Cancer is caused by Genetic Mutations

Detecting cancer early using Molecular tests

Increases chances of successful treatment

Using targeted therapy based on the Mutations

Breast, Cervical and other Gynecological Cancers

Triple Negative Breast Cancer

Some of the breast cancer lack the usual markers and are then called Triple Negative. These have other mutations which have implications for treatment and prognosis, essentially predicting the course of the disease and how to treat it.

The simple FNAB (fine needle aspiration biopsy) sample is sufficient to test this for PIK3CA which is found in a third of TNBC and helps therapeutic decision-making.

Ovarian and Endometrial Cancer

While not routinely done for every woman, the presence of cancer-causing mutations in Endometrial and Ovarian cancer can help guide treatment and prognosis.

KRAS, NRAS and PIK3CA are frequently mutated in over 60% of these cancer types. There are studies showing improvement in women with PIK3CA mutations when given Aspirin.

Molecular testing is essential to find out.

Cervical Cancer: Pap smear isn’t enough

One of the most important cancers in women, several countries and guidelines now recommend routine Molecular screening of women to catch high-risk HPV early before it leads to cancer.

HPV types 16 and 18 are the predominant high-risk types causing over 90% of cervical cancer worldwide. Early detection prevents cancer.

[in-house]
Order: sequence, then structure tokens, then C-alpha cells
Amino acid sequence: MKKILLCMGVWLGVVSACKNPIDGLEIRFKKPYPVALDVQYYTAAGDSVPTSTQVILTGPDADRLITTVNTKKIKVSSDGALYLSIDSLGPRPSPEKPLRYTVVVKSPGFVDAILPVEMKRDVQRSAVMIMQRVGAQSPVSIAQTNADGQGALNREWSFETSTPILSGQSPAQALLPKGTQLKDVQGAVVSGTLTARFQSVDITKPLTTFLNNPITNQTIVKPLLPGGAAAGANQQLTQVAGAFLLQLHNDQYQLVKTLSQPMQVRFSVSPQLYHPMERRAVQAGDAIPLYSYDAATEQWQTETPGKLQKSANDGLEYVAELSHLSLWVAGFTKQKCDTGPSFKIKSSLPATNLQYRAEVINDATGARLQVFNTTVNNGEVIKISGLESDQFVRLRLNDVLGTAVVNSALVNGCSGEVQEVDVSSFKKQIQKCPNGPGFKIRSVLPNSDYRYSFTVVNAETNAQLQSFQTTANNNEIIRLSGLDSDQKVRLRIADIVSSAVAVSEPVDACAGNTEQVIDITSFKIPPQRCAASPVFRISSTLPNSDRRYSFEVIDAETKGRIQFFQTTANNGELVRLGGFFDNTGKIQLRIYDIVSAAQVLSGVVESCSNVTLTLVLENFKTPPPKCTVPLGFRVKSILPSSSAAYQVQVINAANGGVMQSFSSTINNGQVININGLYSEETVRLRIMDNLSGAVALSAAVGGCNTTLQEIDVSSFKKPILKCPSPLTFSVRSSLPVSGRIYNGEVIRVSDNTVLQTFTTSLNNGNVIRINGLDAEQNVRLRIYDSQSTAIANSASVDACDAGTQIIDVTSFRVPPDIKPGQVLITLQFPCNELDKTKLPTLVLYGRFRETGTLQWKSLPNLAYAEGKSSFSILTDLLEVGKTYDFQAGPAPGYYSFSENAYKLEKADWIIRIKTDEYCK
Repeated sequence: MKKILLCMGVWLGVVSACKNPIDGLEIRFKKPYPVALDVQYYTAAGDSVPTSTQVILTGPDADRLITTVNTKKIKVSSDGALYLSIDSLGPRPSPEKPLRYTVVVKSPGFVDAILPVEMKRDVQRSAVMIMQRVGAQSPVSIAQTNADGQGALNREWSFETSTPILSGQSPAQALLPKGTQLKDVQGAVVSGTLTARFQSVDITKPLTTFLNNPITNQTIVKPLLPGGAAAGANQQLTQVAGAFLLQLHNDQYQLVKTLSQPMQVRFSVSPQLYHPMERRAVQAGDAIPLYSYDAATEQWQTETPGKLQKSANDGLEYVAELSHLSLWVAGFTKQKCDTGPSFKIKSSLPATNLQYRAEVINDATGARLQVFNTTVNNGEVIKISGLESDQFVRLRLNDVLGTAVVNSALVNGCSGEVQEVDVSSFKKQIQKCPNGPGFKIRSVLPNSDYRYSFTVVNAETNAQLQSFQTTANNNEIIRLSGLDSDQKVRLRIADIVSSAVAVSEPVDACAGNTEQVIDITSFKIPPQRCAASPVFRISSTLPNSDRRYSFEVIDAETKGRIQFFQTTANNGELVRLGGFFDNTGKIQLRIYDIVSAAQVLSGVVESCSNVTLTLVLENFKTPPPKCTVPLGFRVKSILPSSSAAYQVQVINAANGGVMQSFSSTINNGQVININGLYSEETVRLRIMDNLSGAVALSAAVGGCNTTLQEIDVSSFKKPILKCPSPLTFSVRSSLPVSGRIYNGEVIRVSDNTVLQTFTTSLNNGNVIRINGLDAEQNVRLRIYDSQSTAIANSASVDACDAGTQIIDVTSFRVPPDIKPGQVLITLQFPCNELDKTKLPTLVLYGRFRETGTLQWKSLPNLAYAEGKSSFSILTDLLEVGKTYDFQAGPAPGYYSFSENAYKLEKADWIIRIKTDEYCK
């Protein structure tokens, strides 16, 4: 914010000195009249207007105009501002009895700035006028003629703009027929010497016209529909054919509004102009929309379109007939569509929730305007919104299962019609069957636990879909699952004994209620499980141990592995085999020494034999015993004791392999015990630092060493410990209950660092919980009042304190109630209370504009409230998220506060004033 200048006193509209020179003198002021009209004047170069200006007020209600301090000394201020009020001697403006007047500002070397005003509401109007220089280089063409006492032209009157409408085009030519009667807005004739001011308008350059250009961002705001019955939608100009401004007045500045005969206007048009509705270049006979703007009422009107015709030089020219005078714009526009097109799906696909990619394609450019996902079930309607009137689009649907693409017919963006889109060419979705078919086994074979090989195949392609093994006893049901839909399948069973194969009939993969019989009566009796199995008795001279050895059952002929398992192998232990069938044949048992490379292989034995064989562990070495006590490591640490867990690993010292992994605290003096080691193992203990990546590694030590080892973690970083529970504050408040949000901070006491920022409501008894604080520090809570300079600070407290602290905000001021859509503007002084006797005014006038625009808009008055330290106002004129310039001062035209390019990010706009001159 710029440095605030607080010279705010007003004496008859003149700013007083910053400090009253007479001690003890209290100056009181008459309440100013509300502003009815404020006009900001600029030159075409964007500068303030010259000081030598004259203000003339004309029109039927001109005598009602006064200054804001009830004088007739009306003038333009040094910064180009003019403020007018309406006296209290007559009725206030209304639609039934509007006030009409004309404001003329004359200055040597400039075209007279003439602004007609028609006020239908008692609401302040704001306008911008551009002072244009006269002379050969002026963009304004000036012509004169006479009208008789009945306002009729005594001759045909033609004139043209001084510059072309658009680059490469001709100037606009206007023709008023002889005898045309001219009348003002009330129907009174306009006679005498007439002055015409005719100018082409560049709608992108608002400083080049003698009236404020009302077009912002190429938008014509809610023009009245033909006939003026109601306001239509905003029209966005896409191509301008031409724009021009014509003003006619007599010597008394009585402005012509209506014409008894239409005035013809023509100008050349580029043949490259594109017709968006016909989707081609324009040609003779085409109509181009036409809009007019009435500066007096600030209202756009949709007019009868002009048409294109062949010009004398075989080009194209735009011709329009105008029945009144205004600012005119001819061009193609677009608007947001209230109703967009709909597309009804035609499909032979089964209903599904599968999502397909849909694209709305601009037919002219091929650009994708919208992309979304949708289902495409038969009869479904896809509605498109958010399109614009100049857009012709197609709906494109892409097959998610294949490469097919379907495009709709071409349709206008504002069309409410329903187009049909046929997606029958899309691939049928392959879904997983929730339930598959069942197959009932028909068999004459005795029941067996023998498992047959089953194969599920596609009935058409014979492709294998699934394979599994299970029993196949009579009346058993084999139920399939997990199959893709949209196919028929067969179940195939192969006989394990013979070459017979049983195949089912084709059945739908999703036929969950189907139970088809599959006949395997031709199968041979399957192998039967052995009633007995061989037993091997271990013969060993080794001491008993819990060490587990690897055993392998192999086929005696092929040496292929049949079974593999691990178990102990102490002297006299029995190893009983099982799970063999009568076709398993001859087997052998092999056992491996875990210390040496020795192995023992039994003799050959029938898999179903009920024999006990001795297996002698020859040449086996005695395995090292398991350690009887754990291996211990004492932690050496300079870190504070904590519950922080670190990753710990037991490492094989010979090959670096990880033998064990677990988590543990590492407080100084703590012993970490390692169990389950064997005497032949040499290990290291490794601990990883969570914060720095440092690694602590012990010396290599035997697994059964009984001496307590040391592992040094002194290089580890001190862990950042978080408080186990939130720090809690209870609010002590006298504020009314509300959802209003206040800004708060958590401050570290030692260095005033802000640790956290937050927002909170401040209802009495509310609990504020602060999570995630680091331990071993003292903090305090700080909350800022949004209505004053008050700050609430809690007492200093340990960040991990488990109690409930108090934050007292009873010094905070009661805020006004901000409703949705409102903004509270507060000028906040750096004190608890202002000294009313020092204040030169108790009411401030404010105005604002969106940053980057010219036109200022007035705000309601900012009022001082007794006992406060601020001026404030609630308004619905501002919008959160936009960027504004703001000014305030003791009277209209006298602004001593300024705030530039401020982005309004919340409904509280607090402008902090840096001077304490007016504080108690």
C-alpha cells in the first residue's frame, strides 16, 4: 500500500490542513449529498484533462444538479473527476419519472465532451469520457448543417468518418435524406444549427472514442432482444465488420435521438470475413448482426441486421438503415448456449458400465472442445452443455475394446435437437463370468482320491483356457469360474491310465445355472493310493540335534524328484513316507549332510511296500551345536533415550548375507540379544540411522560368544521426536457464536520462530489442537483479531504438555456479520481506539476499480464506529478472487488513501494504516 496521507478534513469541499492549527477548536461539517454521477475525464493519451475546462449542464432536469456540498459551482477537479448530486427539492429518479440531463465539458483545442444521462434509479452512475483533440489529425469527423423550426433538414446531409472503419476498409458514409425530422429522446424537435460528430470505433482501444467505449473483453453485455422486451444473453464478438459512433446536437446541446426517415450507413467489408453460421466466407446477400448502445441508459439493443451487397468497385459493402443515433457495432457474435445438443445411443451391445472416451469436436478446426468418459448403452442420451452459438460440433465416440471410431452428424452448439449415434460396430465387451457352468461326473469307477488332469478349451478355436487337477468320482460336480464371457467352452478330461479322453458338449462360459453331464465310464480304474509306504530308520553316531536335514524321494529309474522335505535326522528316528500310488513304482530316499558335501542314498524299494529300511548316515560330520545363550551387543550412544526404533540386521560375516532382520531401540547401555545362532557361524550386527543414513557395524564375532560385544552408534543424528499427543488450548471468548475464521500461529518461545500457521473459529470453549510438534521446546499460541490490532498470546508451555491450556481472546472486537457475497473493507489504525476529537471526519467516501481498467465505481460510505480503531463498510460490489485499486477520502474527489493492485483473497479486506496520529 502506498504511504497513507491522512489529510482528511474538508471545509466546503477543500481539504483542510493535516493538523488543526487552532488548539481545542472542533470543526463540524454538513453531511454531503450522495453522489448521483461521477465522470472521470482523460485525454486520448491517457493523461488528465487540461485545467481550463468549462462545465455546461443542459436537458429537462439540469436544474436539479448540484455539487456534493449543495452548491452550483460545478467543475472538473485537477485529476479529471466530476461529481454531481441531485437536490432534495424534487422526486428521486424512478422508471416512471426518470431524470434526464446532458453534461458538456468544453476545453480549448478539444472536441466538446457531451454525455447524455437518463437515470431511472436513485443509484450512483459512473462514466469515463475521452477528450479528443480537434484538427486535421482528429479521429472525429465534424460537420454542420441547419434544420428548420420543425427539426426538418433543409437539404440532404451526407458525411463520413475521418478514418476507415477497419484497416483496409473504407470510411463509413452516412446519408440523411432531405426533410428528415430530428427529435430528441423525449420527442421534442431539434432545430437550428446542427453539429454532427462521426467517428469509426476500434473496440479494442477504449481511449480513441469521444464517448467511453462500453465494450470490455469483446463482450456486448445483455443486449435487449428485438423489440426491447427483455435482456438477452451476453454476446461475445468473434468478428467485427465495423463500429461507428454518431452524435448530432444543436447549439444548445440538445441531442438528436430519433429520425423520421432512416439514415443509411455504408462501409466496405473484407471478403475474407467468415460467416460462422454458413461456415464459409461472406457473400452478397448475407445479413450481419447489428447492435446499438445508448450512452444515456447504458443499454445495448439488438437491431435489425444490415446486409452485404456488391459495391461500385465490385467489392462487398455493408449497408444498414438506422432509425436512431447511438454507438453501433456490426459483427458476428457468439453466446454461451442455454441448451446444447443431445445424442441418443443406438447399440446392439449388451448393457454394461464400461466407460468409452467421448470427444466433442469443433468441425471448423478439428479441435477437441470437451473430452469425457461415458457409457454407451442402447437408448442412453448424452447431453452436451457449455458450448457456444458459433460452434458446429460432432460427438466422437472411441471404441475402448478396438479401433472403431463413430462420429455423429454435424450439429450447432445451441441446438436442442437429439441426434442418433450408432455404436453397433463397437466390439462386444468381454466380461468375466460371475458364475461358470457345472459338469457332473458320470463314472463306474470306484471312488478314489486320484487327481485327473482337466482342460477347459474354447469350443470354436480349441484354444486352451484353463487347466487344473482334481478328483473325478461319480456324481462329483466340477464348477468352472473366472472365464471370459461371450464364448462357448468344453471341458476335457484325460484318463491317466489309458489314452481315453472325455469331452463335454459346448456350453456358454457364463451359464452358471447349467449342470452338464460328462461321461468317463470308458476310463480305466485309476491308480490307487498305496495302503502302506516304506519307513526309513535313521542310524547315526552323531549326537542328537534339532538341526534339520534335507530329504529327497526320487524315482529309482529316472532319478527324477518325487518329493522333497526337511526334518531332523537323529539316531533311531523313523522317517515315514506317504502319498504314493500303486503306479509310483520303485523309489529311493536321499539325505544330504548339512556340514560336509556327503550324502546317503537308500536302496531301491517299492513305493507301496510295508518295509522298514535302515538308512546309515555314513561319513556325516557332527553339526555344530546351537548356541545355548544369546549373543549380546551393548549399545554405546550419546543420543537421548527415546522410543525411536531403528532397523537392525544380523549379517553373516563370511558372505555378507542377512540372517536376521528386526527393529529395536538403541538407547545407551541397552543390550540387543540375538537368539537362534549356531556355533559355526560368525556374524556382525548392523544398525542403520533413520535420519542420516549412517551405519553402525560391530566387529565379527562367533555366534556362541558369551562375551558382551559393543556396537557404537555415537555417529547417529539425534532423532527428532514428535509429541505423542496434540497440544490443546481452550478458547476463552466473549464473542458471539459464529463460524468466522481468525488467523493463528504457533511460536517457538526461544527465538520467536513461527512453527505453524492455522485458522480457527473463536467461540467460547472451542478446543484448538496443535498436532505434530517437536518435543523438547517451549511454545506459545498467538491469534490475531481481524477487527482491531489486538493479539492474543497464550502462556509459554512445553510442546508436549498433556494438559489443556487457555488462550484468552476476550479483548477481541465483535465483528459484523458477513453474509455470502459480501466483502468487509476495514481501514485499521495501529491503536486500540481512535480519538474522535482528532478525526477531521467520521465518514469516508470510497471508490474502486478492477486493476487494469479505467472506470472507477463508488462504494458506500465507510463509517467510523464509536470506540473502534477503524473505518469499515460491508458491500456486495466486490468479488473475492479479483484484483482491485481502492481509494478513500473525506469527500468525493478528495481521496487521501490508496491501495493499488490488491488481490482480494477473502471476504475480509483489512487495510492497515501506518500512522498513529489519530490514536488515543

Lung Cancer and EGFR Mutations

Targeted therapy: will it work?

ONLY people with mutations in EGFR can use anti-EGFR therapy, because while they show dramatic improvement to treatment, people without EGFR mutations do not benefit and should be treated differently.

In fact, this test is done for all NSCLC patients at diagnosis.

Resistance testing: and alternative drugs

Some carry the T790M mutation which makes them resistant to all first-line anti-EGFR drugs. Others will develop this mutation during the course of treatment. Both will benefit from early diagnosis.

Molecular testing will detect it at a very early stage and suggest timely alternative therapy before it gets too late.

Easy Samples: Pleural effusion or BAL

Many times a surgery or biopsy is not the best option for Lungs.

That’s why we have developed our tests for Pleural effusion and even Bronchoalveolar Lavage (BAL) samples.

Colorectal Cancer and RAS Mutations

Which drug to treat with?

Anti-EGFR therapy is standard of care for colorectal cancer, which is dramatically helpful in treating these patients and extending lives. BUT people with mutations in certain genes such as KRAS and NRAS cannot use anti-EGFR therapy as they are resistant to anti-EGFR antibodies. In the presence of these mutations, alternative therapies will aid the patients much better. Molecular testing is thus essential.